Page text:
Lens sets being used on wide range of film projects
Cooke Optics, the premier manufacturer of precision lenses for the motion picture industry, will be celebrating the continuing success of its lens sets – the top-of-the-line 5/i Prime lenses, the industry favourite S4 Prime lenses and the increasingly popular lightweight Panchro lenses – on Booth C9750 at NAB 2011.
“No matter which Cooke lens our clients choose, they are assured that they will get the warm, luminous Cooke Look that makes such a difference to every story, as well as unrivalled optical and mechanical performance,” said Les Zellan, Chairman and Owner, Cooke Optics. “The technical expertise that goes into Cooke’s R&D also stretches to post production, since every new Cooke lens has /i Technology built in to capture lens metadata. Camera manufacturers including Sony, Thales Angenieux and Fujinon have adopted /i and continue to develop cameras with mount contacts for /i-enabled lenses.”
The 5/i Prime lenses have been used on forthcoming films including Martin Scorsese’s 3D film Hugo Cabret and Midnight in Paris directed by Woody Allen, as well as My Week With Marilyn starring Michelle Williams and Kenneth Branagh, and Extremely Close and Incredibly Loud starring Tom Hanks and Sandra Bullock.
Darius Khondji, DP, Midnight in Paris, says, “It’s difficult to pin down exactly what I like about the 5/i lenses. They give beautiful, soft images but with a slight crispness; there is something more incisive, more modern about them but they retain that sensuousness and roundness that Cooke lenses are renowned for. Even in dark conditions when you don’t want to light a shot too much, they give a luminosity that lets you see more in the darkness. I really feel that I have found the lenses I’m going to be using for the foreseeable future.”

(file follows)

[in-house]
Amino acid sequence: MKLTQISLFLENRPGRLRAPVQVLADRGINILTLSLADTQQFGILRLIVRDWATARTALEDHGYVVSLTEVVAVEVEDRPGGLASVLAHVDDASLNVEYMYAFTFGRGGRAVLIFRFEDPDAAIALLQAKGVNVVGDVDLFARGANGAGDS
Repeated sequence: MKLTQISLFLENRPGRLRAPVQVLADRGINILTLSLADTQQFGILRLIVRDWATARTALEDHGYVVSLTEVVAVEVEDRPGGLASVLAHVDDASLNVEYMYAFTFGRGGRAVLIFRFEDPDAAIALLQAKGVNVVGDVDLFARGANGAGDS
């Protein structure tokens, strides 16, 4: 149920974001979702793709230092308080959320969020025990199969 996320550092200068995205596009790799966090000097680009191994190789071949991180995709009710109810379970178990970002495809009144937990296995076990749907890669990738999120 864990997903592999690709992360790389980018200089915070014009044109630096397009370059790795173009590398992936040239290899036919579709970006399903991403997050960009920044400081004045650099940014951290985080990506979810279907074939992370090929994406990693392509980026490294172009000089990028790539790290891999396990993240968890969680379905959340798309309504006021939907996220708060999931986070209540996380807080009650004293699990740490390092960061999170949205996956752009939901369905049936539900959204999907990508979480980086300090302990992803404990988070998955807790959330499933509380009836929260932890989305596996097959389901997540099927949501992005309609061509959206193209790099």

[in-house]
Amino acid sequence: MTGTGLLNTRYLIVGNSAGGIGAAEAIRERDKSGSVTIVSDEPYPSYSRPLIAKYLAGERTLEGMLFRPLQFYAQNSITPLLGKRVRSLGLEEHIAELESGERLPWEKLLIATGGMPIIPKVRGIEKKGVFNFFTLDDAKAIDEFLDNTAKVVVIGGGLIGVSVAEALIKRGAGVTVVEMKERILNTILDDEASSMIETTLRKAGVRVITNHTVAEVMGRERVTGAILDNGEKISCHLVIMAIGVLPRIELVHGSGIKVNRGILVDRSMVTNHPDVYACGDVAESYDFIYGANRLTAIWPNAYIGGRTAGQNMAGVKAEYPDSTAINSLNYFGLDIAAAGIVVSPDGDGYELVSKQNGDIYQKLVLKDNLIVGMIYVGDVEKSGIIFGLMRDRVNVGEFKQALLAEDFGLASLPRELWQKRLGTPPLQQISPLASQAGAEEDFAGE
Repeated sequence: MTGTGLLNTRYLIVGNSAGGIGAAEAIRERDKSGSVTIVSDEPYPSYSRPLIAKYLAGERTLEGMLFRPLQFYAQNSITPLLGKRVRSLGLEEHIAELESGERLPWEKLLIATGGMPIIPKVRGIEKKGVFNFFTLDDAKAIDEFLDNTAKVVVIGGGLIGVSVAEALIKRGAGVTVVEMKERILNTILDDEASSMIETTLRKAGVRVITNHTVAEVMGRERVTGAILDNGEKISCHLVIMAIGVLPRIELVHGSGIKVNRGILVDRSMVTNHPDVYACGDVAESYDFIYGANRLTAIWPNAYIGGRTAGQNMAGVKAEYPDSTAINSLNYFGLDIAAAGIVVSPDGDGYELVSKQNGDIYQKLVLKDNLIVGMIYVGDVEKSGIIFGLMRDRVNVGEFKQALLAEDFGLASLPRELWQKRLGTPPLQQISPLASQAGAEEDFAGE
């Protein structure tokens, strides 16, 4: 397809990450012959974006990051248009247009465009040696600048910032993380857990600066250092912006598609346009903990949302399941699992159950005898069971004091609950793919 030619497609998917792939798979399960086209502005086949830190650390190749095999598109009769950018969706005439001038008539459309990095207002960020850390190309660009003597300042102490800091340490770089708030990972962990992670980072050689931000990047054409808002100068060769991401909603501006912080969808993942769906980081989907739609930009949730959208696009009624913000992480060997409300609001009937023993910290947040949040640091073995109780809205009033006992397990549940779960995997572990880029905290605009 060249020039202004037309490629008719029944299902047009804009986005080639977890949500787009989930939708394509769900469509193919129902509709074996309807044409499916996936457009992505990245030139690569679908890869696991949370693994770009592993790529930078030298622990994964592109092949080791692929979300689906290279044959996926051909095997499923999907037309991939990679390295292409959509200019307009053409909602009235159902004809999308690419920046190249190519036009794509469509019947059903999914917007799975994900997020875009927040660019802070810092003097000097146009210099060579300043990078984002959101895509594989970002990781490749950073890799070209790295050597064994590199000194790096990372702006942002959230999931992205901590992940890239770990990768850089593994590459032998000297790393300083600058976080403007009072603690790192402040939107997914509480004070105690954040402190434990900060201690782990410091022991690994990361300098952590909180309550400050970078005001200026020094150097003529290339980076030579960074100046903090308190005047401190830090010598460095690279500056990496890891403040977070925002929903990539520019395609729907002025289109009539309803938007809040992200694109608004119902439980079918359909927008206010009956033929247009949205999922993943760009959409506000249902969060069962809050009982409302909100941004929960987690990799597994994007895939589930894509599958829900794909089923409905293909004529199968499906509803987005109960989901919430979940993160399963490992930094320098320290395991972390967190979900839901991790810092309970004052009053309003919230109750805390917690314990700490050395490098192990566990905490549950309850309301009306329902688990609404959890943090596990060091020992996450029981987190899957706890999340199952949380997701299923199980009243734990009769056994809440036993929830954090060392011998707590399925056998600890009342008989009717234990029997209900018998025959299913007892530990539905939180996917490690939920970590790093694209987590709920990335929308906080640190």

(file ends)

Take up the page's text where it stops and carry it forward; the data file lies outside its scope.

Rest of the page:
Ben Smithard, DP, My Week With Marilyn, comments, “On this prestigious project I wanted to use the best lenses available. I had used Cooke lenses many times in the past and always liked their warm quality, so when I heard about the new 5/i lenses it wasn’t a huge leap of faith to choose them. Also since My Week with Marilyn is about 1950s Hollywood the combination of Cooke lenses and Kodak film – with all the history that comes with them – was perfect.”
Additionally the small and cost-effective Panchro lenses are quietly building a loyal following, with the Leicester factory working flat out to meet demand. While there has been some discussion about the speed – Panchros are T2.8 compared with T2.0 for S4 – those who have used the lenses contend that T2.8 is more than adequate for the majority of shooting requirements, and in fact advances in digital camera light sensitivity render the issue almost irrelevant.
Cinematographer Ryan Patrick O’Hara, who owns a set of Panchro lenses, has written a web article on the topic, The Future of Super Fast Lenses. He comments, “All facts considered, it becomes increasingly difficult to understand why anyone who could achieve a desired shooting stop of at least T2.8 would justify spending more money for a set of equal quality super-fast lenses. This especially rings true when budgeting lenses for the 2nd unit or multiple camera production. If a stop under T2.8 is not needed, renting multiple sets of more expensive lenses adds up quickly. Thus, the question remains; “does one need a T-stop wider than T/2.8?” The answer is increasingly ‘no’.”
Cooke S4s continue to be favoured for a range of high profile projects including Supernatural, CSI: NY and Fairly Legal.